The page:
Mining is one of the most dangerous occupations in the United States. There are countless factors to be aware of when ensuring mining safety – from mining machines to employee conduct to working mine equipment, there are many components of MSHA certification. In April 2023, the mine safety and health administration (MSHA) found over 300 safety violations across 20 mines in 15 states.
Table of contents
2.1. New regulations
2.2. More enforcement
2.3. Increased personnel
2.4. Whistleblower cases
What safety concerns has MSHA identified?
In one month alone, the American Mine Safety and Health Administration identified 335 safety and compliance violations. 92 of these violations were deemed “significant or substantial”, and five were declared “unwarrantable”. Whereas significant or substantial violations are those reasonably likely to lead to an injury or incident, an unwarrantable violation denotes a problem beyond simple negligence, such as one that:
- Has existed for a long time
- Persists despite prior warnings
- Mine supervisors are aware of, but have not taken steps to fix
Unwarrantable violations relate to things that endanger mining safety, like poorly maintained mining equipment, improperly-built structures, or malfunctioning mining machines. If a mine is found to have committed an unwarrantable violation, they will have a 90-day probation period.
during which to correct it, after which the probation is either lifted, or the mine is required to close.
Across the rest of 2023, the MSHA identified nearly one thousand violations, 257 of which were significant or substantial, and 18 of which were unwarrantable. That means 28% of observed mine safety violations were at least substantial. The most frequent violations identified by MSHA impact inspections are:
- Accumulation of combustible materials
- Moving machine parts
- Electrical conductors
- Inadequate ventilation
- Late or improper submission of reports
- Faulty alarms
- Lack of fall protection
- Inadequate miner safety equipment, like PPE
- Damaged or malfunctioning mining equipment
- Lack of roof safety
- Weak or missing safety guards
- Badly insulated or loose electrical wiring
- Poor grounding systems
- Excess rock dust and other byproducts
- Unsafe access to areas of the mine
These are a lot of factors to consider, so it can be helpful to track them all using a mining checklist. In addition to making sure all of these factors are up to MSHA certification standards, mine operators are responsible for ensuring that all employees follow agreed-upon procedures and are behaving safely. Untrained miners are dangerous to themselves and to their fellow workers.
How will the MSHA ensure compliance with MSHA certification requirements?
The MSHA is poised to increase oversight and inspection efforts in 2023 and beyond. New regulations, policies, and inspection protocols are on the horizon for the mining world. Here are five key developments expected in the industry.
There are two regulations that have been on the MSHA radar recently, concerning silica and power haulage. They’ve been on the agenda since 2022. The first regulation, concerning silica, would lower the limit of silica that is allowed in respirable dust to .05 mg/m; the amount already stipulated by organizations like OSHA.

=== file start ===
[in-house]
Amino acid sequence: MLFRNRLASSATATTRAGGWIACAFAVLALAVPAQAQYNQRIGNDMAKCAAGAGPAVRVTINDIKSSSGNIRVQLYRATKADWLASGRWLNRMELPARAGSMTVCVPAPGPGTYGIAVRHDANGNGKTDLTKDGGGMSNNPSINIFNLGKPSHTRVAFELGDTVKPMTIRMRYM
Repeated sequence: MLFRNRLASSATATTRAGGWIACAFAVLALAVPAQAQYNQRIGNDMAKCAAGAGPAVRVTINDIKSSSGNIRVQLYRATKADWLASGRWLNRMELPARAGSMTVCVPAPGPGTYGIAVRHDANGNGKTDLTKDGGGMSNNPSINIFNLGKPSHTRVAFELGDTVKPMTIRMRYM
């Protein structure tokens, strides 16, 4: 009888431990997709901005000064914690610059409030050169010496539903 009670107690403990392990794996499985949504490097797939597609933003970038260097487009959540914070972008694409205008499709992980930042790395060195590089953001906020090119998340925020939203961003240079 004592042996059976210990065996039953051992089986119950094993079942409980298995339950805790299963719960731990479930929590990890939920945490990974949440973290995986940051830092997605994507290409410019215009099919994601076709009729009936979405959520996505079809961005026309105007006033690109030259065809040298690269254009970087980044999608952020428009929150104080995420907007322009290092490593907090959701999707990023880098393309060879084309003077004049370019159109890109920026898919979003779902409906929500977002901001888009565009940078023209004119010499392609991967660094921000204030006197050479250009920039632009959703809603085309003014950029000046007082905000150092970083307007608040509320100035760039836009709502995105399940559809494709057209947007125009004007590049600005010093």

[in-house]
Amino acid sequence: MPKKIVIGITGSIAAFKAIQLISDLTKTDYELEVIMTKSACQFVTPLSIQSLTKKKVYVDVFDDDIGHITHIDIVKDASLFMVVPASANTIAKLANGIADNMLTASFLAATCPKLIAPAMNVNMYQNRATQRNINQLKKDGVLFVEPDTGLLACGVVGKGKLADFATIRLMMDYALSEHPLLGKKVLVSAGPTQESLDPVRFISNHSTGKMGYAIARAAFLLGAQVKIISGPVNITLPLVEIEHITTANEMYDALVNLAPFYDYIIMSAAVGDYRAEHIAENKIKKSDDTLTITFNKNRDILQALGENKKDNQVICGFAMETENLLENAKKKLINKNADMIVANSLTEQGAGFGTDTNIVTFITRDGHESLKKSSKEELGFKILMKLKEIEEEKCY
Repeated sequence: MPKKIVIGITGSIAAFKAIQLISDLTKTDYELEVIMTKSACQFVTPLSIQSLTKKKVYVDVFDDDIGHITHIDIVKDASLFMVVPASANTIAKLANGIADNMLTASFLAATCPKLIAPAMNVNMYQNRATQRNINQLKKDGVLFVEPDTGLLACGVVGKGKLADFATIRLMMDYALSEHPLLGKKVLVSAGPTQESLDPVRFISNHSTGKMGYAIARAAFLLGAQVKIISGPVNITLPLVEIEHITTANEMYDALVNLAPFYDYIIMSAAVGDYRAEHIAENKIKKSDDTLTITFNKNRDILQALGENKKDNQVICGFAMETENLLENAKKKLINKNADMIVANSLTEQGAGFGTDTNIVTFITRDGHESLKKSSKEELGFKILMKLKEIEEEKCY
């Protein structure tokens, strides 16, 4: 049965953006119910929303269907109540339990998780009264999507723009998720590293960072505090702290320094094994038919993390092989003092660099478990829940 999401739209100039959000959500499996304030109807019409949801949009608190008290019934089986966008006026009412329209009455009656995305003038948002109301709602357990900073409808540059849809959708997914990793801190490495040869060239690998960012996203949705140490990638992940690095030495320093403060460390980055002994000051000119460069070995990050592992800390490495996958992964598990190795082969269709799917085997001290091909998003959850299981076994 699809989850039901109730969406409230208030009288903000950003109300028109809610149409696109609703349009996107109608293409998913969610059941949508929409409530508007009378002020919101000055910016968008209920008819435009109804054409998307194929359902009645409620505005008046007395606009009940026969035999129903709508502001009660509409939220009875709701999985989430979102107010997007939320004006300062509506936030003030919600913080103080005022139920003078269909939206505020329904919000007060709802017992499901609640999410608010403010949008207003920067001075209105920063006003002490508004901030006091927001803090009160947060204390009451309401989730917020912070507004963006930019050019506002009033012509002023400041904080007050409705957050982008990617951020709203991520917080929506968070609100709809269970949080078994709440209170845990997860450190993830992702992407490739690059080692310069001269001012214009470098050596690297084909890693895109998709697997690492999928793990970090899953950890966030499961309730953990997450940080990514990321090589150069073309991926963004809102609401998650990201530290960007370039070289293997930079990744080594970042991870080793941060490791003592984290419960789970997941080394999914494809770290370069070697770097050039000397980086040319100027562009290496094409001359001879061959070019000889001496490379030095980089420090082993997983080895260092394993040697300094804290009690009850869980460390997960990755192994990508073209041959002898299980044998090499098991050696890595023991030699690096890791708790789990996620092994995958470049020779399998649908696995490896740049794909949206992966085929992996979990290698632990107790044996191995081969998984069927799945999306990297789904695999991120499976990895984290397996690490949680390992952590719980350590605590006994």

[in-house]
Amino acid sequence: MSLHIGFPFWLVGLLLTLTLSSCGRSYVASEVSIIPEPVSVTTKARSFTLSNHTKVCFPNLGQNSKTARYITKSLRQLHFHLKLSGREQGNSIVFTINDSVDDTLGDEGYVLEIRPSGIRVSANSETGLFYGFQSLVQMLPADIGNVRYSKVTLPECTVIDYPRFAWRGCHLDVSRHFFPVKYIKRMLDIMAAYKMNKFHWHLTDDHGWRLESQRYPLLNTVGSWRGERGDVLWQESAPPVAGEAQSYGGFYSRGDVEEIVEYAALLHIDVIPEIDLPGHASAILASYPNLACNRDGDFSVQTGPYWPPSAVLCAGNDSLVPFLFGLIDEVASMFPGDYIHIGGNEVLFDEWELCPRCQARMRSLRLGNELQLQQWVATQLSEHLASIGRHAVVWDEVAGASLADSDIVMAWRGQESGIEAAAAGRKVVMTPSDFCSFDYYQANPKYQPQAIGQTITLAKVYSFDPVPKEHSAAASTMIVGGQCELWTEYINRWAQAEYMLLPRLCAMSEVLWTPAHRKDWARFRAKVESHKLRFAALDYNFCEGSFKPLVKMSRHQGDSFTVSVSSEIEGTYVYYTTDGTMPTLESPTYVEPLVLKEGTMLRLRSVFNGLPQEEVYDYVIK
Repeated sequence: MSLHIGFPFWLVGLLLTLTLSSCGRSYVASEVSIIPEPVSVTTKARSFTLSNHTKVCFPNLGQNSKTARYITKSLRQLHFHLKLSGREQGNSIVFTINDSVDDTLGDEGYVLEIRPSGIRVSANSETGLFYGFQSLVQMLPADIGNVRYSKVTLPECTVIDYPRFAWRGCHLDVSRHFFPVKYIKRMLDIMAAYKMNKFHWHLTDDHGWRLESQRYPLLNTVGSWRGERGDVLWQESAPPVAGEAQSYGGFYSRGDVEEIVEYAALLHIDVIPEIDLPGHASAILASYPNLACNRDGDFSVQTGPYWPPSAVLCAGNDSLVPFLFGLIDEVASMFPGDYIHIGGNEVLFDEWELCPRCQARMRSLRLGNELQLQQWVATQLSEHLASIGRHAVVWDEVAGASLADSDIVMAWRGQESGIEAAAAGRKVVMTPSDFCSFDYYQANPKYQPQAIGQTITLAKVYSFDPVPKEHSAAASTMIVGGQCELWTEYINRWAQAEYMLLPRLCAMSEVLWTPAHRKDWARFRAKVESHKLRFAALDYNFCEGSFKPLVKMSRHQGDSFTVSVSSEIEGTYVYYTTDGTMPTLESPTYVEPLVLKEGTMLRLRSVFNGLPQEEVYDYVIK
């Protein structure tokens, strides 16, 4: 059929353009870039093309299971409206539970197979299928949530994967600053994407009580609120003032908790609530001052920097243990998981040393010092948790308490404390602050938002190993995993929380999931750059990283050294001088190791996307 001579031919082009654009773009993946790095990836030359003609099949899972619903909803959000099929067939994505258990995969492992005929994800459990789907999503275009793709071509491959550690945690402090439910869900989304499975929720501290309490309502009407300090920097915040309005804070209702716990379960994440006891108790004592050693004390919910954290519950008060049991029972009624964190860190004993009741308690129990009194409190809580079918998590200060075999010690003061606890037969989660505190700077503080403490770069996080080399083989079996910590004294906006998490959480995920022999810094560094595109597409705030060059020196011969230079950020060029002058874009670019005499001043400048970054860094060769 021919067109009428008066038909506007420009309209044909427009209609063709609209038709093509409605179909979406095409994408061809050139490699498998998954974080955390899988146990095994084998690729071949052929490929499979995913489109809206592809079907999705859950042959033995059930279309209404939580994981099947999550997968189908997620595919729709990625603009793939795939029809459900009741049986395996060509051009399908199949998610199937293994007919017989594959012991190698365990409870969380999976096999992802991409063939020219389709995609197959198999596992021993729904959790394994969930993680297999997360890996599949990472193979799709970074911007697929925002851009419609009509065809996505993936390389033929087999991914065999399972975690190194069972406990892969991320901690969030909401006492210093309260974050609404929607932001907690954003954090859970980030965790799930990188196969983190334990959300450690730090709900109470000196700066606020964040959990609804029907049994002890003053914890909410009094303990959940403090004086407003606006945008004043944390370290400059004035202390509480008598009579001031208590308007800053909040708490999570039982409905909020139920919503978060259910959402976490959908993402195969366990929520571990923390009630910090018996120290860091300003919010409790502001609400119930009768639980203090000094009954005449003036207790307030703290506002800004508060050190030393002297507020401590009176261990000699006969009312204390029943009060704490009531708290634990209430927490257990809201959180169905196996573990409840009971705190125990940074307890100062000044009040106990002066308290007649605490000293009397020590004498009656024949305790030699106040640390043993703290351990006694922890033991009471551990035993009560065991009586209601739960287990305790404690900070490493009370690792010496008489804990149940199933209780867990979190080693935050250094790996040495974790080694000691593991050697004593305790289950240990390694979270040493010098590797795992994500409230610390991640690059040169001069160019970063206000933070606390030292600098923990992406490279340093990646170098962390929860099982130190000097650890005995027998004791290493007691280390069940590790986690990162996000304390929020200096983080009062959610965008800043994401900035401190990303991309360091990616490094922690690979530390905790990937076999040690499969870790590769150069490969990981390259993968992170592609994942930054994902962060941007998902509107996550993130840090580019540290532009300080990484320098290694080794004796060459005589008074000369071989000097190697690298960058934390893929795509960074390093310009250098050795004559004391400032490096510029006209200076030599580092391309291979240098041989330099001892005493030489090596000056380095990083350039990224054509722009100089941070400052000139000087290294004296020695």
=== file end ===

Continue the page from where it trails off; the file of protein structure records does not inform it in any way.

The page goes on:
The regulation on power haulage was first proposed in 2021, and would require mine operators with more than six miners to write down a safety program to ensure proper use of haulage equipment. These safety programs would also include steps taken to identify and address haulage-related safety hazards.
Currently, the MSHA is required to inspect surface mines twice per year and underground mines four times per year. However, there is nothing stopping them from conducting additional inspections. According to the MSHA violations tracker, inspections were already more frequent in 2022 than in 2021.
The mining safety and health administration has seen many workers retire, and will need to bring on new hires if they hope to ramp up their enforcement efforts. Currently, many inspectors are lacking experience, which makes things harder for both MSHA and the mines they inspect.
A whistleblower is someone who provides insider information regarding safety violations and other sorts of wrongdoing in the mine where they work. Whistleblowers have several protections under a law called Section 105(c), which the MSHA is adamant about upholding.
Prior initiatives to educate miners on their whistleblowing rights resulted in an increase of whistleblower reports, and similar education is expected to be an MSHA priority in 2023.
How can you keep your miners safe?
Changes in MSHA activity reflect the obligations you have to refine the way you approach miner safety in your organization. One way to do that is by conducting internal inspections more frequently. That way, you can keep track of hazards in the mine, make sure your mining equipment is functioning, and address the causes of any incidents.
Technology such as smart equipment and AI modeling also makes mining safer. Drones, robots, and artificial intelligence help you by providing more information about the conditions and resources in a worksite, allowing you to design your mining operations more effectively. Certain robots can also perform routine tasks which pose regular safety risks.
Wearable technology and tracking such as RFID technology helps you ensure the welfare of your workers. IoT wearable equipment can detect air quality, monitor vital signs, and more. RFID tags specifically record environmental conditions, detect hazards, and track equipment usage. Monitoring mining equipment helps improve maintenance and refueling.